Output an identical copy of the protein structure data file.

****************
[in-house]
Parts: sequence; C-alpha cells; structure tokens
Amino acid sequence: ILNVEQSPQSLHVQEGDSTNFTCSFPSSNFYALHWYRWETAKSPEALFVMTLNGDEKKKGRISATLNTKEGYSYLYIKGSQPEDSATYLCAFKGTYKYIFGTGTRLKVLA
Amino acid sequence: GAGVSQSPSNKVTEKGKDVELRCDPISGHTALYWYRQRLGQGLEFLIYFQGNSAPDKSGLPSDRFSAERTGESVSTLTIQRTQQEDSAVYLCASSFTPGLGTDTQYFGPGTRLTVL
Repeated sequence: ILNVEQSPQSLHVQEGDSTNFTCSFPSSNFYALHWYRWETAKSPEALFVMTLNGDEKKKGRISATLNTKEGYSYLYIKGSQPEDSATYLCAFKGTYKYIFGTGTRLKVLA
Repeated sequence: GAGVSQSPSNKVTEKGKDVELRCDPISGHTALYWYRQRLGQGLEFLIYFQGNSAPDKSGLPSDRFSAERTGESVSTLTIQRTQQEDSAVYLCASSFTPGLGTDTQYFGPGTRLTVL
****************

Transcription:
[in-house]
Parts: sequence; C-alpha cells; structure tokens
Amino acid sequence: ILNVEQSPQSLHVQEGDSTNFTCSFPSSNFYALHWYRWETAKSPEALFVMTLNGDEKKKGRISATLNTKEGYSYLYIKGSQPEDSATYLCAFKGTYKYIFGTGTRLKVLA
Amino acid sequence: GAGVSQSPSNKVTEKGKDVELRCDPISGHTALYWYRQRLGQGLEFLIYFQGNSAPDKSGLPSDRFSAERTGESVSTLTIQRTQQEDSAVYLCASSFTPGLGTDTQYFGPGTRLTVL
Repeated sequence: ILNVEQSPQSLHVQEGDSTNFTCSFPSSNFYALHWYRWETAKSPEALFVMTLNGDEKKKGRISATLNTKEGYSYLYIKGSQPEDSATYLCAFKGTYKYIFGTGTRLKVLA
Repeated sequence: GAGVSQSPSNKVTEKGKDVELRCDPISGHTALYWYRQRLGQGLEFLIYFQGNSAPDKSGLPSDRFSAERTGESVSTLTIQRTQQEDSAVYLCASSFTPGLGTDTQYFGPGTRLTVL